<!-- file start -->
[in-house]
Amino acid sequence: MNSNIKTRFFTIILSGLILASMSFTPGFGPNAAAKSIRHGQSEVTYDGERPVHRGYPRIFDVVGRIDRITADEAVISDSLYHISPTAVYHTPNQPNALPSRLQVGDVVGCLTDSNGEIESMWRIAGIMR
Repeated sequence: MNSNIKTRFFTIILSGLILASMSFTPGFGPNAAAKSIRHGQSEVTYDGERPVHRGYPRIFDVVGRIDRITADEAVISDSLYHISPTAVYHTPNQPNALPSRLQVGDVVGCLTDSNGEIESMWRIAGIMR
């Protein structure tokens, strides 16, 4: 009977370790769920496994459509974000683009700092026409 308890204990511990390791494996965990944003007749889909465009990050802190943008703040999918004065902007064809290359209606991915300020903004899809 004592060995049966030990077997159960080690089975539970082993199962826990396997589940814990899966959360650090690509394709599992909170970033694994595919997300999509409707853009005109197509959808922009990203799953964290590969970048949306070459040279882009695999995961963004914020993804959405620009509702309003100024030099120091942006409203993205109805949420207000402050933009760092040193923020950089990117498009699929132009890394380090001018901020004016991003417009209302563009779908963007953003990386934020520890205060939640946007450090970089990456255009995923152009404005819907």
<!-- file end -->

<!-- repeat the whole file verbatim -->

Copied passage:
[in-house]
Amino acid sequence: MNSNIKTRFFTIILSGLILASMSFTPGFGPNAAAKSIRHGQSEVTYDGERPVHRGYPRIFDVVGRIDRITADEAVISDSLYHISPTAVYHTPNQPNALPSRLQVGDVVGCLTDSNGEIESMWRIAGIMR
Repeated sequence: MNSNIKTRFFTIILSGLILASMSFTPGFGPNAAAKSIRHGQSEVTYDGERPVHRGYPRIFDVVGRIDRITADEAVISDSLYHISPTAVYHTPNQPNALPSRLQVGDVVGCLTDSNGEIESMWRIAGIMR
């Protein structure tokens, strides 16, 4: 009977370790769920496994459509974000683009700092026409 308890204990511990390791494996965990944003007749889909465009990050802190943008703040999918004065902007064809290359209606991915300020903004899809 004592060995049966030990077997159960080690089975539970082993199962826990396997589940814990899966959360650090690509394709599992909170970033694994595919997300999509409707853009005109197509959808922009990203799953964290590969970048949306070459040279882009695999995961963004914020993804959405620009509702309003100024030099120091942006409203993205109805949420207000402050933009760092040193923020950089990117498009699929132009890394380090001018901020004016991003417009209302563009779908963007953003990386934020520890205060939640946007450090970089990456255009995923152009404005819907």